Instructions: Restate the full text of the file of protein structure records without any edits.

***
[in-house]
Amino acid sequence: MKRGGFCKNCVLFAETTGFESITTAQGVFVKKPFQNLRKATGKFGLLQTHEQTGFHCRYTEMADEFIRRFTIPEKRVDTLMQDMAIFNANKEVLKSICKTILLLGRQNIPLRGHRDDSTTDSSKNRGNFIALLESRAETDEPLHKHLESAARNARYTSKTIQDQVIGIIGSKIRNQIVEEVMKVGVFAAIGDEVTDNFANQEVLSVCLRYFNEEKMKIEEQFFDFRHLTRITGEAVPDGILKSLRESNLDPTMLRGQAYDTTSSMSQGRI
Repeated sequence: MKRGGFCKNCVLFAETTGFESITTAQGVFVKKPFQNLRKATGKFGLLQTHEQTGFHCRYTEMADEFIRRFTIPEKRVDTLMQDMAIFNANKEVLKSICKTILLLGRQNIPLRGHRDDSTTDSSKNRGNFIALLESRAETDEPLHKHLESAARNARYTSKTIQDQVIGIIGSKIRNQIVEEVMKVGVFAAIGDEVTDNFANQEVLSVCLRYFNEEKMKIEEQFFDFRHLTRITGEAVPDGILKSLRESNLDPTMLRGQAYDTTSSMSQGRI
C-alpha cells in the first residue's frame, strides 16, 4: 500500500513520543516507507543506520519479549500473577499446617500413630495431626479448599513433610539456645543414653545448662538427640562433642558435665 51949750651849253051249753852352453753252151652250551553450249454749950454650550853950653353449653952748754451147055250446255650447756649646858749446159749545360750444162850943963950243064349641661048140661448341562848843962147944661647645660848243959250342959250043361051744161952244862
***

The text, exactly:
[in-house]
Amino acid sequence: MKRGGFCKNCVLFAETTGFESITTAQGVFVKKPFQNLRKATGKFGLLQTHEQTGFHCRYTEMADEFIRRFTIPEKRVDTLMQDMAIFNANKEVLKSICKTILLLGRQNIPLRGHRDDSTTDSSKNRGNFIALLESRAETDEPLHKHLESAARNARYTSKTIQDQVIGIIGSKIRNQIVEEVMKVGVFAAIGDEVTDNFANQEVLSVCLRYFNEEKMKIEEQFFDFRHLTRITGEAVPDGILKSLRESNLDPTMLRGQAYDTTSSMSQGRI
Repeated sequence: MKRGGFCKNCVLFAETTGFESITTAQGVFVKKPFQNLRKATGKFGLLQTHEQTGFHCRYTEMADEFIRRFTIPEKRVDTLMQDMAIFNANKEVLKSICKTILLLGRQNIPLRGHRDDSTTDSSKNRGNFIALLESRAETDEPLHKHLESAARNARYTSKTIQDQVIGIIGSKIRNQIVEEVMKVGVFAAIGDEVTDNFANQEVLSVCLRYFNEEKMKIEEQFFDFRHLTRITGEAVPDGILKSLRESNLDPTMLRGQAYDTTSSMSQGRI
C-alpha cells in the first residue's frame, strides 16, 4: 500500500513520543516507507543506520519479549500473577499446617500413630495431626479448599513433610539456645543414653545448662538427640562433642558435665 51949750651849253051249753852352453753252151652250551553450249454749950454650550853950653353449653952748754451147055250446255650447756649646858749446159749545360750444162850943963950243064349641661048140661448341562848843962147944661647645660848243959250342959250043361051744161952244862